13. Dave, I think that synth bass is a good idea and I have enjoyed your recording, but I think it could be executed in a better way. Twofold: - first of all, timing in multilayer rendition should be perfect, no matter what. With a single melody line, or even when playing melody&accompaniment on a single box, uneven rhytm or missed beats don't stand out as much as with multilayer recordings. - secondly, while bass line IMHO is good and fits this tune well, your rendition misses the "middle layer": you should add an accompaniment (drone or chordal harmonies, or a mix of both) inbetween your melody and bass line. Listen to what Tona is doing in his rendition of this very tune. He adds layers and changes them throughout the whole tune, to build up the tension and character, adding a "macro structure". Of course it requires great skill to play all such lines simultanously, but if you're already using postproduction mixing, why not go further with it and record a complete arrangement?
  14. You have two 3rd intervals - major and minor and playing in parallel 3rds you'll have to switch them accordingly while moving up the scale, so each parallel pair stays in given key. It is easiest to learn on a single side of Hayden concertina - as you know single (major) octave on a Hayden is divided in two rows (3+4 butons). Playing in thirds means playing notes that are confined to this 3+4 shape and follow this rule: "you play a note and a third note that comes in sequence" [NOT "always third button to the right" - this will produce chromatic scale with four intervals being outside the key]. Geometrically speaking you wll move your fingers in two possible shapes - "C-E" and "D-F" that will fit in 3+4 octave. The same principle applies to any given parallel interval, so in both Wicki and Hayden layouts you'll have to move your fingers in non-mirrored way. Unless of course you play modern, chromatic music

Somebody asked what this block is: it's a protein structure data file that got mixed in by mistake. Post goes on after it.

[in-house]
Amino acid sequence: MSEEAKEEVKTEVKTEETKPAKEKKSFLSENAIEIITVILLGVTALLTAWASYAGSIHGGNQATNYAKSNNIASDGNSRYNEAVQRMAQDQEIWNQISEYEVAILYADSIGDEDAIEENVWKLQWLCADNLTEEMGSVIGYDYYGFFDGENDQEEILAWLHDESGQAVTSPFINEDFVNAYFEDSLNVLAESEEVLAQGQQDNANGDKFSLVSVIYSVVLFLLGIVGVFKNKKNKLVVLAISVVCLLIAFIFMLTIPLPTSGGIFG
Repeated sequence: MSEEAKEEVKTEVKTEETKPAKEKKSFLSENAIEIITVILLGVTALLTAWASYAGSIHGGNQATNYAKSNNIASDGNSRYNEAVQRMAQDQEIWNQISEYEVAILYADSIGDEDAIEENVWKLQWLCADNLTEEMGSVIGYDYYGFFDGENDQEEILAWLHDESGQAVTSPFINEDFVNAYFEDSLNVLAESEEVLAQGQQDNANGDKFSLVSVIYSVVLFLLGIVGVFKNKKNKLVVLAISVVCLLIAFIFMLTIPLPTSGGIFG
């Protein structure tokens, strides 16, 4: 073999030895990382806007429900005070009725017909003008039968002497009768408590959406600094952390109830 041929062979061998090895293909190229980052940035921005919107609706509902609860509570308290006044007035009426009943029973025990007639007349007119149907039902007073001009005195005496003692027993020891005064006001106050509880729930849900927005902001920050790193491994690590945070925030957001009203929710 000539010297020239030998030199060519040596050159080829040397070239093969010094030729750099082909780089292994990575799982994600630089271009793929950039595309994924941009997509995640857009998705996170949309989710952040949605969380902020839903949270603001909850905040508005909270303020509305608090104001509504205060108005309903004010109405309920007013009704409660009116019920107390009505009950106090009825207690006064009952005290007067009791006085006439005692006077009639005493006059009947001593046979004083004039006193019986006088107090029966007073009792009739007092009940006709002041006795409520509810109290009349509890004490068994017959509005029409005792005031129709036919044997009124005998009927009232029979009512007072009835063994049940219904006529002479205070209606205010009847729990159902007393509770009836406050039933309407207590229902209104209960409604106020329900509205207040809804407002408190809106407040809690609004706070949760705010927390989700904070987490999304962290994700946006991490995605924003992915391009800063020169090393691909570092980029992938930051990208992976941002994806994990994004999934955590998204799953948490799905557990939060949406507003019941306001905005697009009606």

15. Because when playing a lot of drone accompaniment or using a lot of minor chords in oompah rhytms it is the fully depressed state that hurts my fingers most. I have my middle finger significantly longer than index and third, so playing minor chords on a Hayden makes me back bend my middle finger and press he button with a fingertip near the nail instead of a digit [i hope this vocabulary makes sense ]. With sinking buttons finger rests on an endplate which is far more comfortable.
  16. If I can recall corectly, original Elise buttons are just a bit under 5mm and my current alluminium ones are also 5mm. For my DIY I go for 6mm diameter (which will sink completely into endplates when pressed) for two main reasons: - increased comfort of long sessions. I use flat buttons with beveled edges. More diameter means more room for nice, round bevel and still enough space left for comfortable flat area. - easier multibutton fingering. In this case 6mm buttons seem to me as the largest option available with standard Hayden spacing. On my MIDI prototype I have 7,5mm buttons (with a slightly different spacing - 15x10) and it requires a great deal of precision while fingering - it is prone to accidental multibutton presses. And just for the sake of comparison: while 4,5-6,5mm is somewhat variable width, my cheap Anglo has 10mm buttons and could easily be fitted with my CBA's 14mm buttons. Both 10 and 14 mm buttons allow for very fast, very expressive fingerings which are quite hard on a tight Hayden grid...